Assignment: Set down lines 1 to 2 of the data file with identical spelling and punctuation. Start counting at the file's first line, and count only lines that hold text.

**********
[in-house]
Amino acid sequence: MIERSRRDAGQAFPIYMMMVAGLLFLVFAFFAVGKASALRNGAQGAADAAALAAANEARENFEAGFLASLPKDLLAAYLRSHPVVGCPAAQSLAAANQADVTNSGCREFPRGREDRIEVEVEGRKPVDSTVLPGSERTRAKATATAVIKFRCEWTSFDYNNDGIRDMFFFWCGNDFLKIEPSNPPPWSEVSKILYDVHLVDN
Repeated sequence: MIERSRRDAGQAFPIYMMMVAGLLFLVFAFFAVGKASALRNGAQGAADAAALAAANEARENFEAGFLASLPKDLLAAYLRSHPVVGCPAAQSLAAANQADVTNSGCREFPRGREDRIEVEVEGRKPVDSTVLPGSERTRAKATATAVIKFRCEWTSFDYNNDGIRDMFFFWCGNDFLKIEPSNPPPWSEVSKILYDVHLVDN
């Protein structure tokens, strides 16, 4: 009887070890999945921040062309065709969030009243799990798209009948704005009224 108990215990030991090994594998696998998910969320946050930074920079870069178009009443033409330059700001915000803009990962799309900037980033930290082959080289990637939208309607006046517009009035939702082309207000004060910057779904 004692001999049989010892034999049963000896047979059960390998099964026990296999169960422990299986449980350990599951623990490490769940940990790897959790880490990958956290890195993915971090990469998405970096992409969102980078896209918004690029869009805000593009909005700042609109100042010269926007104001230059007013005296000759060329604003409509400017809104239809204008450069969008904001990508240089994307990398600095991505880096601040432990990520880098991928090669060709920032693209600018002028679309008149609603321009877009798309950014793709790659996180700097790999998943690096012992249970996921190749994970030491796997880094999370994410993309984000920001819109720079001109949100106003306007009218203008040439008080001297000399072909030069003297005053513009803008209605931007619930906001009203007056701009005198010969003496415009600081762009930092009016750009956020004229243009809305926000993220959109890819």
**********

[in-house]
Amino acid sequence: MIERSRRDAGQAFPIYMMMVAGLLFLVFAFFAVGKASALRNGAQGAADAAALAAANEARENFEAGFLASLPKDLLAAYLRSHPVVGCPAAQSLAAANQADVTNSGCREFPRGREDRIEVEVEGRKPVDSTVLPGSERTRAKATATAVIKFRCEWTSFDYNNDGIRDMFFFWCGNDFLKIEPSNPPPWSEVSKILYDVHLVDN